Nationwide warns today that the housing market remains "subdued" despite prices rising by 0.4% last month.

The average house price in October was 165,650, the building society says, which reflects a 0.8% increase on prices a year ago.

Key Points

  • House prices rose 0.4% in October
  • Average house price was 165,650
  • Nationwide says market remains subdued

Robert Gardner, Nationwide's chief economist, says the data is encouraging but did not change the picture of a market that is "treading water".

He says: "The outlook remains uncertain but, with the UK economic recovery expected to remain sluggish, house price growth is likely to remain soft in the period ahead, with prices moving sideways or drifting modestly lower over the next 12 months."

Howard Archer, chief UK economist at IHS Global Insight, says the underlying trend remains soft with house prices 0.2% lower in the three months to October compared with the previous three months to July.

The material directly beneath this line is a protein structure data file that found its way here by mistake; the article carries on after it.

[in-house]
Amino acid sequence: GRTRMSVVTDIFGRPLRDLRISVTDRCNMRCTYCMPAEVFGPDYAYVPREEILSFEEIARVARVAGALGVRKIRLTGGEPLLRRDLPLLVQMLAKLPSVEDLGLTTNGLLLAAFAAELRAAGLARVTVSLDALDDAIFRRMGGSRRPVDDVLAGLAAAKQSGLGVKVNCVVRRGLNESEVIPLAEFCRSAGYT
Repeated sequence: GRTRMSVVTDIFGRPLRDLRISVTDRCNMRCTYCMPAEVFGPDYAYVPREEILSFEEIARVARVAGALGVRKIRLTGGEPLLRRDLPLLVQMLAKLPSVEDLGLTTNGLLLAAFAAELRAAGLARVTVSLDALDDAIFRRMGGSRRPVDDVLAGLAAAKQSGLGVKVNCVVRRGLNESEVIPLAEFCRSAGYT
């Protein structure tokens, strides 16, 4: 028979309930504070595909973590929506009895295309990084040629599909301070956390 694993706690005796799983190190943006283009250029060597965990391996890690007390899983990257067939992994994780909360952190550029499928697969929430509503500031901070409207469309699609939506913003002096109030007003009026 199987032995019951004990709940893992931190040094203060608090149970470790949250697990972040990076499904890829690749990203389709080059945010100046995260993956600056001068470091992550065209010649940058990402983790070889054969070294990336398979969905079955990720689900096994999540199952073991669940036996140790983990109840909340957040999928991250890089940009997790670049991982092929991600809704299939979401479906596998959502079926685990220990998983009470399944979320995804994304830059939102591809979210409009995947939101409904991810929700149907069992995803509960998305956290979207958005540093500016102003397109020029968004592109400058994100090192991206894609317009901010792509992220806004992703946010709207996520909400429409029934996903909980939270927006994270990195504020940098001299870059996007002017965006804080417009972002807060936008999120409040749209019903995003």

"House prices are likely to fall by around 5% from current levels by mid-2012 in the face of low consumer confidence, persistently weak economic activity, rising unemployment and muted earnings growth," he adds.

Number of mortgage approvals falls

Official figures yesterday showed the number of mortgage approvals for house purchases fell in September for the first time in six months.

Loan approvals decreased 2.6% to just under 51,000 between August and September, its first fall since April, figures from the Bank of England showed.

Nationwide adds that its latest analysis indicates the housing market reflects the economic uncertainty, with areas where more people in managerial and professional occupations live more active than places dominated by manual and semi-skilled workers.

House purchases in areas characterised by "wealthy achievers" had risen by three percentage points since 2008, with a small rise in the proportion of transactions in areas categorised as "comfortably off", the building society says.

The proportion of transactions accounted for by "hard pressed" areas, meanwhile, has fallen by two percentage points since 2008.

"This is not surprising, given the deterioration in economic conditions which is likely to have hit these areas hardest," says Gardner.